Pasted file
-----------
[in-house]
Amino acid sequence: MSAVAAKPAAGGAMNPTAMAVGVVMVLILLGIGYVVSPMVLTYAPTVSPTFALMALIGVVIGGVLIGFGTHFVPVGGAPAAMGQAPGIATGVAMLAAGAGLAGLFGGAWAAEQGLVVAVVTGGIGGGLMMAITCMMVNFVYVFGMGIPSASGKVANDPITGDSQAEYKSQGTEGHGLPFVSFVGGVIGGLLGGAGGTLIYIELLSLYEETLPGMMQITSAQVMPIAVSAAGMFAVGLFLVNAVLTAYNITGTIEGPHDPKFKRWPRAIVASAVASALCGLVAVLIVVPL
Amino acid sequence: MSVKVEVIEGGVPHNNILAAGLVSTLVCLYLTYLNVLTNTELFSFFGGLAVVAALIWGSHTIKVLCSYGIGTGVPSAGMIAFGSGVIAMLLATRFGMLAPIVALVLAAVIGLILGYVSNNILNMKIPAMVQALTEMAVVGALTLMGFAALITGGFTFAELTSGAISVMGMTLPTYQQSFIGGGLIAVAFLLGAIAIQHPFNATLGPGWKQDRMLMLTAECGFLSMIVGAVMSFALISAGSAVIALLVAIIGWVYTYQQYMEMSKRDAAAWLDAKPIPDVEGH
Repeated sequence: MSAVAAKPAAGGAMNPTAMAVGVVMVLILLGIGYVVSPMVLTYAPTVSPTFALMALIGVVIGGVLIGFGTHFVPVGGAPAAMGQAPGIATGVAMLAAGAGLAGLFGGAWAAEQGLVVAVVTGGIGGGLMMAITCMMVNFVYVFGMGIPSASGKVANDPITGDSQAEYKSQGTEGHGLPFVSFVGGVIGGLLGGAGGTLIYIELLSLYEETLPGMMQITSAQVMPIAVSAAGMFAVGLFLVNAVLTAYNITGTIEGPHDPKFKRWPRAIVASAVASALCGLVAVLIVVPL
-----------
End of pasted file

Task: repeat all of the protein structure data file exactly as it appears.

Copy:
[in-house]
Amino acid sequence: MSAVAAKPAAGGAMNPTAMAVGVVMVLILLGIGYVVSPMVLTYAPTVSPTFALMALIGVVIGGVLIGFGTHFVPVGGAPAAMGQAPGIATGVAMLAAGAGLAGLFGGAWAAEQGLVVAVVTGGIGGGLMMAITCMMVNFVYVFGMGIPSASGKVANDPITGDSQAEYKSQGTEGHGLPFVSFVGGVIGGLLGGAGGTLIYIELLSLYEETLPGMMQITSAQVMPIAVSAAGMFAVGLFLVNAVLTAYNITGTIEGPHDPKFKRWPRAIVASAVASALCGLVAVLIVVPL
Amino acid sequence: MSVKVEVIEGGVPHNNILAAGLVSTLVCLYLTYLNVLTNTELFSFFGGLAVVAALIWGSHTIKVLCSYGIGTGVPSAGMIAFGSGVIAMLLATRFGMLAPIVALVLAAVIGLILGYVSNNILNMKIPAMVQALTEMAVVGALTLMGFAALITGGFTFAELTSGAISVMGMTLPTYQQSFIGGGLIAVAFLLGAIAIQHPFNATLGPGWKQDRMLMLTAECGFLSMIVGAVMSFALISAGSAVIALLVAIIGWVYTYQQYMEMSKRDAAAWLDAKPIPDVEGH
Repeated sequence: MSAVAAKPAAGGAMNPTAMAVGVVMVLILLGIGYVVSPMVLTYAPTVSPTFALMALIGVVIGGVLIGFGTHFVPVGGAPAAMGQAPGIATGVAMLAAGAGLAGLFGGAWAAEQGLVVAVVTGGIGGGLMMAITCMMVNFVYVFGMGIPSASGKVANDPITGDSQAEYKSQGTEGHGLPFVSFVGGVIGGLLGGAGGTLIYIELLSLYEETLPGMMQITSAQVMPIAVSAAGMFAVGLFLVNAVLTAYNITGTIEGPHDPKFKRWPRAIVASAVASALCGLVAVLIVVPL